Littwin: Hickenlooper throws departing staff under the bus | AspenTimes.com

Littwin: Hickenlooper throws departing staff under the bus

Mike Littwin
Fair and Unbalanced

If you haven’t heard by now about John Hickenlooper’s imploding presidential campaign, the Politico headline pretty much says it all: “Hickenlooper campaign in shambles.”

Politico reported first that Hickenlooper’s senior staff — most of which has already left or is planning to leave — advised him in May to drop out of the race and either run for Senate or do something else.

A source close to the campaign has confirmed to me that the Politico story is accurate. The source also said that Hickenlooper was told by senior staff in May that if he didn’t break out during the June debate that they were all planning to jump ship. And so they have.

Not only did Hick not fare well in the debate, critics said fellow Coloradan and longtime political ally, Michael Bennet, had fared much better, although neither got any bump in the first post-debate polls. In a sampling of Hickenlooper reviews, Politico called Hick “a wet blanket” and conservative New York Times columnist Bret Stephens said Hick and other moderates on the stage “came across as square dancers at a rave.” In a race where debates will be critical, Hickenlooper is an ineffective debater, and it showed.

Politico also reported that Hickenlooper has raised money from only 13,000 donors. That number also was confirmed to me. That’s even more disastrous than his all-but-invisible polling numbers. It’s even more disastrous than his reported quarterly fundraising total of just over $1 million.

To qualify for the third Democratic debate in September, Hickenlooper would need 130,000 donors. I’d rate his chances of reaching the donor number much the same as pollsters put his polling numbers — somewhere under 1%. To put this in perspective, Andrew Yang’s campaign just announced he has reached 130,000 donors.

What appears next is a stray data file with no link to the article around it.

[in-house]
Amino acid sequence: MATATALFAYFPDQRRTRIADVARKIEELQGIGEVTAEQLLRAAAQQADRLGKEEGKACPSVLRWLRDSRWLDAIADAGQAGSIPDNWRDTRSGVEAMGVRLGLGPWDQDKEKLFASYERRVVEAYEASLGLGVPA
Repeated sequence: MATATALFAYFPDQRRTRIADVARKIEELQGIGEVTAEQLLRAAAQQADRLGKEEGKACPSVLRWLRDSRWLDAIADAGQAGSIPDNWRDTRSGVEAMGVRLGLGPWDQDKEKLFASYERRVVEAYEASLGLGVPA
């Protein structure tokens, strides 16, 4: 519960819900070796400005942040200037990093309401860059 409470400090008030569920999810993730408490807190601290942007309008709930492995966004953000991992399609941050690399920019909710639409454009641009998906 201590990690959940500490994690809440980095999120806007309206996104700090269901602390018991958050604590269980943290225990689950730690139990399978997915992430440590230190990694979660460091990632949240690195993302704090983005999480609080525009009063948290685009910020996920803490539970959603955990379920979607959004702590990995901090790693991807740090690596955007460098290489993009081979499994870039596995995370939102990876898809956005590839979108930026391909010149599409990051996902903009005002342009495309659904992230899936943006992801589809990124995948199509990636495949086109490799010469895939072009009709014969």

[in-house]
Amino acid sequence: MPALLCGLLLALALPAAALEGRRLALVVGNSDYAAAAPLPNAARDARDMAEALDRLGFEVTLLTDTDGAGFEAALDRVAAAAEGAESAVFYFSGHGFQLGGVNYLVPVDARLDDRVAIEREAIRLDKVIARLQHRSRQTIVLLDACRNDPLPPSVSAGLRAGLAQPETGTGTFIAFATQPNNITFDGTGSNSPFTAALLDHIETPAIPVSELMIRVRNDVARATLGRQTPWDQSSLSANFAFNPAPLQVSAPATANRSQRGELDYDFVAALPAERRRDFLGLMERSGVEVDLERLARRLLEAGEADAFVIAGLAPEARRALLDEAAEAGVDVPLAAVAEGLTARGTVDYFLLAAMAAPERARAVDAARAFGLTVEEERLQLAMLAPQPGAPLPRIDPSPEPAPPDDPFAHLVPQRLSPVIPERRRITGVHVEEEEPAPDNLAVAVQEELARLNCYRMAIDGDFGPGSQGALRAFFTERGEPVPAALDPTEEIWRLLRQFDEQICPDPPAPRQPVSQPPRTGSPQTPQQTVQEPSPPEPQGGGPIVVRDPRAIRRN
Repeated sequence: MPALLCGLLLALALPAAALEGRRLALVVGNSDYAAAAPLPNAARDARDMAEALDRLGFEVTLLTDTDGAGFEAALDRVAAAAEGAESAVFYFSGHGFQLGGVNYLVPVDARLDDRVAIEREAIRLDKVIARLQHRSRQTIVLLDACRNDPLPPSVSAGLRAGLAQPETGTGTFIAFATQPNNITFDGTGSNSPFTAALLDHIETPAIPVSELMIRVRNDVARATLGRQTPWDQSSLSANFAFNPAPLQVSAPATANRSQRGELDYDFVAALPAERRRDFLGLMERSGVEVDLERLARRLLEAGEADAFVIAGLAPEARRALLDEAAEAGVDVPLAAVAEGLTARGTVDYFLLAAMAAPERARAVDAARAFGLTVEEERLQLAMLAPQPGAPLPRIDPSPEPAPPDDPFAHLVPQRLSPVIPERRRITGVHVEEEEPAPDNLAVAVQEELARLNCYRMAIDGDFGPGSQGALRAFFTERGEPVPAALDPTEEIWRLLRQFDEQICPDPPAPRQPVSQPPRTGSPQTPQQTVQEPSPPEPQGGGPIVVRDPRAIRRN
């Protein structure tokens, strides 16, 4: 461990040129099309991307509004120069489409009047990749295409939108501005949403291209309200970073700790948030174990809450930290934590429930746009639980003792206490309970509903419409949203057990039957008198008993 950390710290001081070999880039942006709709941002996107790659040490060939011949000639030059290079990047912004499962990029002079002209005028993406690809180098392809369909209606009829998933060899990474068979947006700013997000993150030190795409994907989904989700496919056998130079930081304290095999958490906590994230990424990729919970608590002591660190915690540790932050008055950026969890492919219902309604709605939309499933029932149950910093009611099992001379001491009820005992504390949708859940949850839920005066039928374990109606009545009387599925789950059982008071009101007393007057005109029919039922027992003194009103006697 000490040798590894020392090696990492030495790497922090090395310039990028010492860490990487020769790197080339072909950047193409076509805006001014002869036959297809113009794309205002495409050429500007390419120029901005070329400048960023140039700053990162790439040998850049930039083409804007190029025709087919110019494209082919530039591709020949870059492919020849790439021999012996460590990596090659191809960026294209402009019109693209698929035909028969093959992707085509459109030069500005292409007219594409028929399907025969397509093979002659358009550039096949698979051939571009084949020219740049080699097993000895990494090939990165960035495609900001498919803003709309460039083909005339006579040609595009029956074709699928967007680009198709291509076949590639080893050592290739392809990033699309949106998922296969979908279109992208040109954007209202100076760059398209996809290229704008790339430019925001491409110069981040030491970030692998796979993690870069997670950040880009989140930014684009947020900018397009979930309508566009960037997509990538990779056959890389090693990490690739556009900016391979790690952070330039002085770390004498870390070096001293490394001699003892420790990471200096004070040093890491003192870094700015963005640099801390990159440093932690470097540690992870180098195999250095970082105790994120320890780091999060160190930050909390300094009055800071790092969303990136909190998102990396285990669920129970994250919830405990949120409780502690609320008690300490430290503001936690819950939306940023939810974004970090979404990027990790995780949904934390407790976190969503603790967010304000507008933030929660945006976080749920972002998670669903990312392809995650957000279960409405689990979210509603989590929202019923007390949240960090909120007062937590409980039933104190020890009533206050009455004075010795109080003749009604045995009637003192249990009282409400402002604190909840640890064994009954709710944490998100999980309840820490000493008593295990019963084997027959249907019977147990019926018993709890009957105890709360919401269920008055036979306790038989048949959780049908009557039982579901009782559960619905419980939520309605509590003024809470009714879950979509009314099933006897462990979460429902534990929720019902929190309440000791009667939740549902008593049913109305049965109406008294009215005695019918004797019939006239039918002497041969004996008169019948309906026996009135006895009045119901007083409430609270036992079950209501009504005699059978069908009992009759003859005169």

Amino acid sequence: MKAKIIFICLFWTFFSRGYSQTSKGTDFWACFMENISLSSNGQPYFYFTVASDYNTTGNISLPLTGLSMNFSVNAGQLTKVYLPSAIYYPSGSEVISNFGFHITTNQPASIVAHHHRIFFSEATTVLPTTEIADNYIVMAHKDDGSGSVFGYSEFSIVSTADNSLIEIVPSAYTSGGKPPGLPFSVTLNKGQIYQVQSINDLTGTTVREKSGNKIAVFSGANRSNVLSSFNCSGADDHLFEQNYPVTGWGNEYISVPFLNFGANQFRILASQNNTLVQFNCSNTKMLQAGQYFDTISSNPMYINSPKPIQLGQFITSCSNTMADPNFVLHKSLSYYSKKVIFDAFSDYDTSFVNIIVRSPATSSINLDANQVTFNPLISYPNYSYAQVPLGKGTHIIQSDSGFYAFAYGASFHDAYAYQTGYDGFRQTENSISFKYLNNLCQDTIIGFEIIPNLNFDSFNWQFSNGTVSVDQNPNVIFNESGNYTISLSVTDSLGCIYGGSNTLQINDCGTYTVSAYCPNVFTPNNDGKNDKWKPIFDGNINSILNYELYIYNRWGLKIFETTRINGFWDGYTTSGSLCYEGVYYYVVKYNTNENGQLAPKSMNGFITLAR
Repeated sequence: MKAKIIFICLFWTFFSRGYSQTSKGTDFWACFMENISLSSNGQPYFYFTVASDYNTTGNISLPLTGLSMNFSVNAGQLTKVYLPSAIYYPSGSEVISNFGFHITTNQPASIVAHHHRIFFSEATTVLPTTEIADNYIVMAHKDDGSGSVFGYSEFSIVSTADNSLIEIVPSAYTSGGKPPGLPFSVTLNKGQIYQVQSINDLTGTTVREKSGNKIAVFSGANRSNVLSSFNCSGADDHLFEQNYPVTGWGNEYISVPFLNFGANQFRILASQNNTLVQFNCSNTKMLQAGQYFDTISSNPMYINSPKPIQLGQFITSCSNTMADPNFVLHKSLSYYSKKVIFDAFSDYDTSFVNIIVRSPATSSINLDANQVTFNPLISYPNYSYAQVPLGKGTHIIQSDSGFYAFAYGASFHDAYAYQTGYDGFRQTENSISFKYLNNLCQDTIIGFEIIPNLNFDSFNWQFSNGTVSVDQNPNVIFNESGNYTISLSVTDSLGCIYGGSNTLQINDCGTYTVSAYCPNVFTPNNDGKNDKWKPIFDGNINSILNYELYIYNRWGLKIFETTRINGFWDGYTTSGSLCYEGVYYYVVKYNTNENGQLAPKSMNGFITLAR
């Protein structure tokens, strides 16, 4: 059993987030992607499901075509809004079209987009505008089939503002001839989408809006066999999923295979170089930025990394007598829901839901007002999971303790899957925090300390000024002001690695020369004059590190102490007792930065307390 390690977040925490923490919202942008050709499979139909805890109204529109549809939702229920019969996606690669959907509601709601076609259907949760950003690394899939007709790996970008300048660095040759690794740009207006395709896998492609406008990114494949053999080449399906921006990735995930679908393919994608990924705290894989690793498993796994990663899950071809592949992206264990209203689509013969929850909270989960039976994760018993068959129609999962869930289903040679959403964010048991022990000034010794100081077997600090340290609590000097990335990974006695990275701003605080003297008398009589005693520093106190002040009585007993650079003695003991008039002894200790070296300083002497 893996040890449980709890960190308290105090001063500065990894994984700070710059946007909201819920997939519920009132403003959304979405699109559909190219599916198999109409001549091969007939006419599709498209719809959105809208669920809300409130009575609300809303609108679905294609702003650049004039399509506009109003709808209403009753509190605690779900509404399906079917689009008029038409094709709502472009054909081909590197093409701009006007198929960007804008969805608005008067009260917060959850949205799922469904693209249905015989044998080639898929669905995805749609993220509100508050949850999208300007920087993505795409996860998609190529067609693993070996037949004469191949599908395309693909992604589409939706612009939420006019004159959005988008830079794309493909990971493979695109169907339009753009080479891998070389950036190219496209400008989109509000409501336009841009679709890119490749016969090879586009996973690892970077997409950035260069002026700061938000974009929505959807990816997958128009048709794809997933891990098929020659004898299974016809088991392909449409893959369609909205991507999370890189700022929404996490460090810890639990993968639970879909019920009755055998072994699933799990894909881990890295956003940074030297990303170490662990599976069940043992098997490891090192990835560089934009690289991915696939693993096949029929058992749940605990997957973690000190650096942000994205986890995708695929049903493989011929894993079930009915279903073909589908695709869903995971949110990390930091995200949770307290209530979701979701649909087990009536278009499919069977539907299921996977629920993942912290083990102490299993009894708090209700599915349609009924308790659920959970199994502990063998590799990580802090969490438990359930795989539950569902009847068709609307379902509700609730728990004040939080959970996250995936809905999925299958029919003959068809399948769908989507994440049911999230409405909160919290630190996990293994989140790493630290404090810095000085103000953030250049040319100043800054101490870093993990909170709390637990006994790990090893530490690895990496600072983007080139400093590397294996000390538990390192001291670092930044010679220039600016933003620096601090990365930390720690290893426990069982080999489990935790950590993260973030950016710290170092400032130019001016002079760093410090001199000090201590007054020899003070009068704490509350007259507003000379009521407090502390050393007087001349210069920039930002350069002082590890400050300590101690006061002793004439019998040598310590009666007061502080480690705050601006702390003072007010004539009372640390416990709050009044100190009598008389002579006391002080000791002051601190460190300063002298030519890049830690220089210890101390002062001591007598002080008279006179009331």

Nothing Hick has done has worked, which, as anyone who knows Hickenlooper can tell you, is a very difficult proposition for him to accept. He’s used to winning. And so now, in an interview with MSNBC, Hickenlooper said that maybe he had hired the wrong staff. It looks more to me like the staff may have picked the wrong candidate.

Five staffers have left or are leaving. Despite what Hick implied, apparently four of the staffers are leaving of their own accord. For Brad Komar, the campaign manager, it was more like a mutual decision, which is political talk for being at least semi-fired.

And yet, Hick told MSNBC’s Craig Melvin: “We thought it was time to make a change. You know, these campaigns are long, hard campaigns and you don’t always get it right with the first team.”

If this sounds a lot to you like throwing his staff under the bus, it does to me, too. And it also does to Hick’s staff, some of whom were not at all happy with his analysis. I would put it down as the seen-only-in-private Hickenlooper temper coming to the fore. Hick said during the MSNBC interview that he wasn’t always his own best messenger, which suggests that somebody else should be. That is not how it works.

Hickenlooper has now hired M.E. Smith as campaign manager. She has served as a deputy campaign manager in races for both Hickenlooper and Bennet. The Colorado Democrats I talked to had nothing but praise for her, but campaigns are only as good as their candidate. I reached out to the campaign to ask about the shake-up, but was not able to reach Hickenlooper as this column was being published.